Previous experimental infusions of broadly neutralizing antibodies, or bNAbs, have suppressed HIV for about two weeks by targeting proteins on the virus itself, but the rapid mutation rate of HIV induces antibody-resistant strains that render the treatment ineffective. UB-421 theoretically avoids this possibility by blocking a stable human protein that HIV uses to infect T cells. Indeed, resistance to UB-421 was not seen in this study. Because the small study did not include a comparator group receiving a placebo infusion, further studies have been planned in Taiwan and Thailand to evaluate the safety and efficacy of UB-421 as a treatment for HIV. In a related study, NIAID investigators currently are evaluating the safety of regular infusions of two highly potent bNAbs that may prevent the development of resistant HIV strains by targeting two distinct areas of the virus.

Continue reading “Novel antibody may suppress HIV for up to four months” »

Apr 18, 2019

29 Neurotech Companies Interfacing With Your Brain

Posted by in categories: health, robotics/AI

A recent news topic that raised some eyebrows was the revelation that the human brain can literally reprogram itself. The brain is such a complex piece of hardware that there’s practically no way we’ll ever understand it without using a greater intelligence. This is one of the reasons why the emergence of artificial intelligence is so disruptive. Startups like Kernel are actually using AI to “read/write” long term memories directly from the brain. Amazing technological advances like these should adorn the front page of every news paper out there. Instead, we opt for mind-numbing “facts” like this:

As a nod to World Mental Health Day today, what we’d like to do is put together an exhaustive list of every single neurotech related company out there. To get this started, let’s turn towards an article published on the Crunchbase blog which lists 23 different neurotech companies (it’s actually 22 because one was an impostor). To that list, we then added 7 names from our own research. What we end up with is a list of 29 different neurotech companies (the companies we’ve already covered are linked to the relevant articles on this site below):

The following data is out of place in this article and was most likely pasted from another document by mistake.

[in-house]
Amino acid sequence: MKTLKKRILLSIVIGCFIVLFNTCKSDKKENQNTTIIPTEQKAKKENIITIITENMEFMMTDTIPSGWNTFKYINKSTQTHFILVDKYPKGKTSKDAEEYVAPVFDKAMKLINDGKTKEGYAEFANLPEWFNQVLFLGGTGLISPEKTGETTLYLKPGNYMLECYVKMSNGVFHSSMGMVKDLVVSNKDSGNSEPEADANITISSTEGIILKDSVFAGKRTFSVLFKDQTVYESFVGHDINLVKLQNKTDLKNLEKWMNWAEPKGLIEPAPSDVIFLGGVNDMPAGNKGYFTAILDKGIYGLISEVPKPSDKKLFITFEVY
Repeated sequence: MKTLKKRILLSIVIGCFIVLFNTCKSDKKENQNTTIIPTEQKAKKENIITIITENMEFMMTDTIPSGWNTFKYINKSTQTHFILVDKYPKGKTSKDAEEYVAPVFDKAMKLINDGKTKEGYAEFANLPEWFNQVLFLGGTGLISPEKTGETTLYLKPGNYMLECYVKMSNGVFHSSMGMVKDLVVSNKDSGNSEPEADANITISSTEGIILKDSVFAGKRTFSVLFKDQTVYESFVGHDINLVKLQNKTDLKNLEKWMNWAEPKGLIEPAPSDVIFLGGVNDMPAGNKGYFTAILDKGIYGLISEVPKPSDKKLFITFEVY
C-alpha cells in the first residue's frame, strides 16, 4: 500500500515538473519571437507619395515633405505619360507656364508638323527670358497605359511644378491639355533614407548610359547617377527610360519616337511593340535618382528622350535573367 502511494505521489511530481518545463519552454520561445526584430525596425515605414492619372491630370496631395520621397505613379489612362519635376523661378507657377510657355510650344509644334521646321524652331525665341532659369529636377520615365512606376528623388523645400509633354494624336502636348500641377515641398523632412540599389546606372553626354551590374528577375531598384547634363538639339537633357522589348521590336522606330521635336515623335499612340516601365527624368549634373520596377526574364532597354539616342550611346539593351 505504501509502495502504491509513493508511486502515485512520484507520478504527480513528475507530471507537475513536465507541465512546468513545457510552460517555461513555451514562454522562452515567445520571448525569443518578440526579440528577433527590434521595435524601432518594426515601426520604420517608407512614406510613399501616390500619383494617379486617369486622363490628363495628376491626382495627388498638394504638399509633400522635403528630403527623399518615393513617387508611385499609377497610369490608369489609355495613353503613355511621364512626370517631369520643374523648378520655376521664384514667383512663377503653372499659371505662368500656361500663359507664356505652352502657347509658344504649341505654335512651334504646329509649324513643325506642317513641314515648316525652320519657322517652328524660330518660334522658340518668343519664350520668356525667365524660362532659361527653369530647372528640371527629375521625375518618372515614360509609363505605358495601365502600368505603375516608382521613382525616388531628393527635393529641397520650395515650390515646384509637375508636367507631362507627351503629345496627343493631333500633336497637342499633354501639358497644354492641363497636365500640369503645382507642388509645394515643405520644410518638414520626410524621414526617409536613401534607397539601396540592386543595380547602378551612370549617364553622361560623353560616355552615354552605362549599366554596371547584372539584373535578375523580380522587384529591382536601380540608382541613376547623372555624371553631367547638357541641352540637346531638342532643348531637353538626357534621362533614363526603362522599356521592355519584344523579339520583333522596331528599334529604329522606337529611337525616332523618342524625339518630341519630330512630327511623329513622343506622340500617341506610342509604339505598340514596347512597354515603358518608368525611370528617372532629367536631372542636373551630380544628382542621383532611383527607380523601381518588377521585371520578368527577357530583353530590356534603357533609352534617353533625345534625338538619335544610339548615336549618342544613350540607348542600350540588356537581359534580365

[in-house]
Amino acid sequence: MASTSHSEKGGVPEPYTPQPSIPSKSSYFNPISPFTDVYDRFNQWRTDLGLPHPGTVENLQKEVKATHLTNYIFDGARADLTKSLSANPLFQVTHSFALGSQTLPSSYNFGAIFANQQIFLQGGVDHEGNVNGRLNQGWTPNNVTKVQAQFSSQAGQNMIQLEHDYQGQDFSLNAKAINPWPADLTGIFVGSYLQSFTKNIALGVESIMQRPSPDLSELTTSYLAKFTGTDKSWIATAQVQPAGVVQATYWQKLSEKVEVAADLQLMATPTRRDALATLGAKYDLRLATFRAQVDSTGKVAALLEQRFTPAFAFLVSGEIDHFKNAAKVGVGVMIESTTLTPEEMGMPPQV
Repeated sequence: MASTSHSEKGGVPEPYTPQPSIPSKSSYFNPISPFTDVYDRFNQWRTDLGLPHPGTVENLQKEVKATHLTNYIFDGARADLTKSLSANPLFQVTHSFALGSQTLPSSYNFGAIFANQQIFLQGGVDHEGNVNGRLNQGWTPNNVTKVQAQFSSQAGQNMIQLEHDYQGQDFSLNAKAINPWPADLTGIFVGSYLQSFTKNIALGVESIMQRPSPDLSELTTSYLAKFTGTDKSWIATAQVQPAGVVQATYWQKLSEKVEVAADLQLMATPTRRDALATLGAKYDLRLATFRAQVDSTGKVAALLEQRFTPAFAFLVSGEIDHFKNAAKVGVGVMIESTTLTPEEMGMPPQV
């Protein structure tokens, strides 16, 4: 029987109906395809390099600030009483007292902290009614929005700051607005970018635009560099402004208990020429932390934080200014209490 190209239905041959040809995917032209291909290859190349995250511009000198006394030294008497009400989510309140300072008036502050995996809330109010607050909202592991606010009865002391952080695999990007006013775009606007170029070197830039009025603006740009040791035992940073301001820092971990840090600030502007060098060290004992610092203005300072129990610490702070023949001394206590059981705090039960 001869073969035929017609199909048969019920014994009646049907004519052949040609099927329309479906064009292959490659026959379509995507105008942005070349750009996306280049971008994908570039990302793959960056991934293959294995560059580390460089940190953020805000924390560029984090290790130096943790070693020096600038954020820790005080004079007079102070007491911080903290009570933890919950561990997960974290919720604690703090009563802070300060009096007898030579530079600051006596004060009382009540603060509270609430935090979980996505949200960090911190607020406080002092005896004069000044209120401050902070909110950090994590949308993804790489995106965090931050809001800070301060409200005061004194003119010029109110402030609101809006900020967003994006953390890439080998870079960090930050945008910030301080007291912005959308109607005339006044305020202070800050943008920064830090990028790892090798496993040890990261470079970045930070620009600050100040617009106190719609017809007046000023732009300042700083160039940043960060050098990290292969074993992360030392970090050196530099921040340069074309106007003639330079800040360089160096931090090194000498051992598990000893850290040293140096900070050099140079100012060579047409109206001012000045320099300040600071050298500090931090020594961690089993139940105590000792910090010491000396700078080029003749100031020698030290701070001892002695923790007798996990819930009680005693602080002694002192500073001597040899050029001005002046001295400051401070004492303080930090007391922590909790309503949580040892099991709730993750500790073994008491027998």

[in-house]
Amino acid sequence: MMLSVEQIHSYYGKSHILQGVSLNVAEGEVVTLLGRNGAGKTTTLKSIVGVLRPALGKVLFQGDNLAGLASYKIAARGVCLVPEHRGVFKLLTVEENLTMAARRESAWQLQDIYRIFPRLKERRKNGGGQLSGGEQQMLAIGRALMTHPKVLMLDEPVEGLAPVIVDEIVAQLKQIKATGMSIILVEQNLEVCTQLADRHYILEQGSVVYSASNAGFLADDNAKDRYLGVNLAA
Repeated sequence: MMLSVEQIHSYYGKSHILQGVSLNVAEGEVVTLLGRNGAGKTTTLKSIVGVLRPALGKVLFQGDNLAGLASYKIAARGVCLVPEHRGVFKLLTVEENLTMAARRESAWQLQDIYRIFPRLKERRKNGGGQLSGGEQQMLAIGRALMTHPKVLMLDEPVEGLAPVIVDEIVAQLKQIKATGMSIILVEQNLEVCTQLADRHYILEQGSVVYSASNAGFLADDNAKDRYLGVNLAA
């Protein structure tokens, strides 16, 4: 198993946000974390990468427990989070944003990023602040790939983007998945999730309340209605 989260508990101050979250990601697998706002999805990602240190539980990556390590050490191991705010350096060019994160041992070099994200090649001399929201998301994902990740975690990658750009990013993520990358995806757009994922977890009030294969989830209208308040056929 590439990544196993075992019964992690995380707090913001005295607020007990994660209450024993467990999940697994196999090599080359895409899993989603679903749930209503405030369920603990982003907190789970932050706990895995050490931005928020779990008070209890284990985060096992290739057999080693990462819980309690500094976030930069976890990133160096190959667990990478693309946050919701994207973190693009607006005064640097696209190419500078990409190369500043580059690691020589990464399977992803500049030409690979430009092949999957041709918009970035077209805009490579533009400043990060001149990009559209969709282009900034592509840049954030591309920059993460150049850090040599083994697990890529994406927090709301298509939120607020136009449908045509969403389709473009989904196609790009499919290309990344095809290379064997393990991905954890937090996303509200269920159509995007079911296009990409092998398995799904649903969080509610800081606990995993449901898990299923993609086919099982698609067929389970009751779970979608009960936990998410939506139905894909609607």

Continue reading “29 Neurotech Companies Interfacing With Your Brain” »

Apr 17, 2019

Scientists Restore Some Function In The Brains Of Dead Pigs

Posted by in categories: health, neuroscience

Pig Brains Partly Revived By Scientists Hours After Animals Died : Shots — Health News The cells regained a startling amount of function, but the brains didn’t have activity linked with consciousness. Ethicists see challenges to assumptions about the irreversible nature of brain death.

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Apr 17, 2019

Facing up to injustice in genome science

Posted by in categories: biotech/medical, health, science

There have been a number of efforts to increase genome diversity. In 2010, the US National Institutes of Health (NIH) and the Wellcome Trust in London launched the Human Heredity and Health in Africa (H3Africa) initiative, which supports Africa-led genome research. And last year, the NIH started enrolment for the All of Us research programme, which plans to collect DNA and health data from hundreds of thousands of people of varying ethnicities in the United States.


Researchers from under-represented groups are making genomics more inclusive by working with communities that have been overlooked or abused.

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Apr 16, 2019

A doctor raised more than $250 million to create a new kind of clinic that charges a monthly fee, and it could be the future of medicine

Posted by in categories: biotech/medical, business, health

  • In the future, going to the doctor’s office might start to feel different, with you or your insurer paying a monthly fee for routine access to your doctor without paying a copay.
  • It’s the model for Iora Health, a startup that works with “sponsors” — mainly employers or private health plans for the elderly (known as Medicare Advantage) — that cover the monthly fee. Iora also built out care teams of nurses and other health professionals that can help the doctors within the practice.
  • We spoke with Iora’s CEO Rushika Fernandopulle about how he built a company that’s raised more than $250 million with plans to grow to 50 practices around the US by the end of 2019.
  • Fernandopulle is one of Business Insider’s 10 people transforming healthcare.
  • Visit BusinessInsider.com for more stories.

Fifteen years ago, Rushika Fernandopulle had a radical idea.

A primary care doctor by training, he had been treating patients in the standard, insurance-backed way. But he started to realize that wasn’t working, and insurance wasn’t covering what he wanted to do for patients.